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Change Management

Organizational change is necessary to address changes in both an organization’s internal and external environments. Changes in the external environment include new technologies, demand for new and different goods and services and changes in the structure of the industry in which the firm competes. External changes also include changes in the way we view an organization’s responsibilities to its stakeholders, which affect standards and regulation as well as consumer power in influencing business decisions. At the same time, changes in attitudes toward an organization may also reflect changing demographics or attitudes in the workforce that put internal pressure on the firm to change or address structural lag. Organizational change also comes as a result of changes in resources or a firm’s economies of scale.

Change in an organizational context can be one of three types. Developmental or incremental change involves improving simple processes or ways of doing things, and is a frequent and ongoing process within organizations. Transitional change is more complicated than developmental change, and involves identifying an opportunity and moving the firm from its current state to a new, known state to harness the opportunity, such as automating a process or introducing a new product line. Transformational change is often enterprise-wide and may involve fundamental changes to the organization's values as well as processes.

While we find that successful change management is defined in a number of ways in current research, a literature review suggests that managing change successfully involves three main steps, as first identified by social psychologist Kurt Lewin (often seen as Unfreeze, Move, Freeze):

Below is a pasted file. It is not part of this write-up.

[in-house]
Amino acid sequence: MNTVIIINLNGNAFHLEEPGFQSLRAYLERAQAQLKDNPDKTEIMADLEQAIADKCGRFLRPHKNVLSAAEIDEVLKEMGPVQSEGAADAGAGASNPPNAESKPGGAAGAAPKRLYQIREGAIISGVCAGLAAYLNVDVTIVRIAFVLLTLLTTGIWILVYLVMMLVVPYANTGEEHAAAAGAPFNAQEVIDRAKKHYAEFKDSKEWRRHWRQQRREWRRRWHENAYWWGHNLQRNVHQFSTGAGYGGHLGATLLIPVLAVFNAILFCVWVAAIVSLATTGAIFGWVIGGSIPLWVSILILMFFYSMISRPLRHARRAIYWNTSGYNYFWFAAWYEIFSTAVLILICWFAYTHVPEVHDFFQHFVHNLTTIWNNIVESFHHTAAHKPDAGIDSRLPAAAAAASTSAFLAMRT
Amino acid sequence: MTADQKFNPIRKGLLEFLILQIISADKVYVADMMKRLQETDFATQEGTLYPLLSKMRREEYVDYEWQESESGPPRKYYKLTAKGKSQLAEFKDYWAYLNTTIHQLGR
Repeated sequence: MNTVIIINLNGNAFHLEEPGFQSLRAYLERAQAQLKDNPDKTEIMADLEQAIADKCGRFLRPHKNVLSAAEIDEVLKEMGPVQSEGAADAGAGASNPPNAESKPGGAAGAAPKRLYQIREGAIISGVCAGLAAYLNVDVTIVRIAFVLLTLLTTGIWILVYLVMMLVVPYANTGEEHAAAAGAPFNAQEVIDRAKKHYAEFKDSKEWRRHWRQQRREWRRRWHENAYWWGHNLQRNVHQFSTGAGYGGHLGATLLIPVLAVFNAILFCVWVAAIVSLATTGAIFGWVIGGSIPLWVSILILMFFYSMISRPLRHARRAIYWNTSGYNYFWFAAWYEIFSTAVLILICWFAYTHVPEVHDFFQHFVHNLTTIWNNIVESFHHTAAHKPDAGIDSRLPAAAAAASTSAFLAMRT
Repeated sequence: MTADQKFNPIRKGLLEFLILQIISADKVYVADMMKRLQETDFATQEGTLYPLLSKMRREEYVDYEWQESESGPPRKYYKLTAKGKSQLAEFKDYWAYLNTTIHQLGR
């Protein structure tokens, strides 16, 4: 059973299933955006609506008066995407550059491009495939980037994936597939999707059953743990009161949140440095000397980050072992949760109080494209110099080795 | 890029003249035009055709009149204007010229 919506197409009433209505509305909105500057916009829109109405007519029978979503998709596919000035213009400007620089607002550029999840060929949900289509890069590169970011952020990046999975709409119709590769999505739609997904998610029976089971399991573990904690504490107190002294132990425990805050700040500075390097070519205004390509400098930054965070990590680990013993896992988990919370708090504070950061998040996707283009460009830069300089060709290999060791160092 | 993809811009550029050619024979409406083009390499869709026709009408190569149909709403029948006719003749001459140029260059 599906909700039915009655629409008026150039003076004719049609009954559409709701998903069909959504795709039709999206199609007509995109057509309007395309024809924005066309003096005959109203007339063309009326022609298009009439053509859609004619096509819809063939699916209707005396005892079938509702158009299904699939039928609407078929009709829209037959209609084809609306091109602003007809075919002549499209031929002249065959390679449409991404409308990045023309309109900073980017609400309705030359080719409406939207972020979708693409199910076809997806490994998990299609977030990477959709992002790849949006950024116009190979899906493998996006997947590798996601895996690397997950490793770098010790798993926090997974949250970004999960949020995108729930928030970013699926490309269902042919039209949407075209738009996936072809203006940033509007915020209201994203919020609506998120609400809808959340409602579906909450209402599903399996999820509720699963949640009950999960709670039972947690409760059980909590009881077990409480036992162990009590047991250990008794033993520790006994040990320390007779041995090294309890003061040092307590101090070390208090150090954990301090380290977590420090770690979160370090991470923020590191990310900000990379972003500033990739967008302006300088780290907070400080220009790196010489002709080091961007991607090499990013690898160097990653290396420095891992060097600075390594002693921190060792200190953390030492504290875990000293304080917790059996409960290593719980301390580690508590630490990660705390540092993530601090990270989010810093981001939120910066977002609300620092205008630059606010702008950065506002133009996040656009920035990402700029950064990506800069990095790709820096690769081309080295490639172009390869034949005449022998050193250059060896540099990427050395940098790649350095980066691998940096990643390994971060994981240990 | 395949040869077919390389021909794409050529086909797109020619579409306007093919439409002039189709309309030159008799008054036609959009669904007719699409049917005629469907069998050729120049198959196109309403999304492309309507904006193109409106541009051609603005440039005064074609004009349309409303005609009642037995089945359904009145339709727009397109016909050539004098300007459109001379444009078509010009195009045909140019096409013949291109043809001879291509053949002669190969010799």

1. A beginning phase in which pressures to change or new opportunities are assessed, the required change is defined along with new goals and measures of success, and the organization’s vision and strategy are redefined to align with the requirements of the change.
  2. A middle phase in which the actual change takes place: this may involve developing an implementation plan, communicating the need for the plan and the necessity of the change, changing the organization’s structure and the roles of employees, dealing with resistance to change, providing training and redesigning performance measurement and reward systems.
  3. The ending phase, where the manager is concerned about sustaining the change.

Business managers are the number one change agents in a firm, and successful change management is critical for overcoming challenges and harnessing new opportunities. Change involves risk, and managing change can either make-it or break-it for an organization. Similarly, managers must be acutely aware of the difficulties of overcoming resistance to change, using a variety of managerial tools and skills to move the organization in a direction forward. Change management fundamental to the study of business management.

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